28. Hello Ira, I was looking for a good book to read while visiting my husband in Delaware. I am a big fan of Beverly Lewis and her stories of Amish. Your book caught my eye and when I started I could not put it down. I connected with you and how you struggled to pray and the whole God thing. My daughter loved loved the Amish and their stories. She passed at 14 when she rejected a heart from a donor. That time in my life was hard and numb.

    I really enjoyed this story. Thanks for writing it. It shows no matter who we are and what faith we belong to, we all have problems, but God is with us.

    Comment by Lisa — August 1, 2011 @ 5:59 pm

  29. I found your book at Costco in Montana on my way home to Ontario. I live about 10 miles from Aylmer and found it very interesting to read about people and places that I know of. I actually attended an Old Colony Mennonite Communty Church as a child near the community that you write about.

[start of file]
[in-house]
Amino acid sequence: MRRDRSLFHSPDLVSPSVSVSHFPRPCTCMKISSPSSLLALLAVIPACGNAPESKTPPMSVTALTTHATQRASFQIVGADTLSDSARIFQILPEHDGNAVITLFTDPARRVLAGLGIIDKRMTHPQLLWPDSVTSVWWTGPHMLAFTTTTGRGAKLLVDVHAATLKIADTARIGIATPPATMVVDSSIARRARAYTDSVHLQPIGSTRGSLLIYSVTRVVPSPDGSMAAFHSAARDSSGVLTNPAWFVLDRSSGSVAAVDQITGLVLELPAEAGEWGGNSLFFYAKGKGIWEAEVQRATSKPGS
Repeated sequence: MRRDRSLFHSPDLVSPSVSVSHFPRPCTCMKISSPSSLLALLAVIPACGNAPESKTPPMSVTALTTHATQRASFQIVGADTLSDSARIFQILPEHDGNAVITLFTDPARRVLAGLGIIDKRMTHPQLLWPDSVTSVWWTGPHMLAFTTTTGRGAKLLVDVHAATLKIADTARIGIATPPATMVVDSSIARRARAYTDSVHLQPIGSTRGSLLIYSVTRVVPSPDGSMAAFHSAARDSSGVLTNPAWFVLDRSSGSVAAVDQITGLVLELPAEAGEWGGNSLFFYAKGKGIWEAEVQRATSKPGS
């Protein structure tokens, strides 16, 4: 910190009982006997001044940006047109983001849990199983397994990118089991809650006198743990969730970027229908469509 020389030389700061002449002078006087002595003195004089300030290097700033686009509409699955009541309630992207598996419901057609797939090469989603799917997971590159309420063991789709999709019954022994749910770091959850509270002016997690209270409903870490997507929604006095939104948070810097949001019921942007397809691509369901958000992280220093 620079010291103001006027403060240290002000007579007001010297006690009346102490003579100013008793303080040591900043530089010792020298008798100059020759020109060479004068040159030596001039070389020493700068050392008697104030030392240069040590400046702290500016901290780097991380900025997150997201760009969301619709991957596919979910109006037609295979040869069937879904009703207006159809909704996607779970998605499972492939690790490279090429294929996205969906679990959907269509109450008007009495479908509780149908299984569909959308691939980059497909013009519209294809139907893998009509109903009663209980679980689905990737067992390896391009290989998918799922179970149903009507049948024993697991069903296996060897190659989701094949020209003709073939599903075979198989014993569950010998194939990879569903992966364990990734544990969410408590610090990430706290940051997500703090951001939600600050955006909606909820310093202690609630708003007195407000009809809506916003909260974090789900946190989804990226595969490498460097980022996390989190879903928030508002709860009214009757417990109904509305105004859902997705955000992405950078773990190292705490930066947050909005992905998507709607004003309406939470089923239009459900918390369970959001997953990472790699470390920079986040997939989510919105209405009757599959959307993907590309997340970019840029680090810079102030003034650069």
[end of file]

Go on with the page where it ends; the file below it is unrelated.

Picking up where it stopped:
Thank you for writing clearly about the strangle hold that tradition has on individuals when it is taught and perceived to be faith rather than tradition. I have to say it is one of the most interesting books I have ever read! Best wishes on successful book sales!

    Comment by Margaret Voth — August 3, 2011 @ 3:22 pm

  30. Thanks for your well written book. I am so glad you found a relationship with the Lord Jesus and were saved by Him. That is what life is all about. Won’t you please write another book and bring us up to date on your life and walk with the Lord where Growing Up Amish lets off? You have a real gift of writing from the heart.

    Comment by Janet — August 4, 2011 @ 3:00 pm

  31. I bought your book after typing “Amish” in my Kindle. God bless you for setting truth free, no matter the personal cost. And the fantastic writing was a pleasant surprise.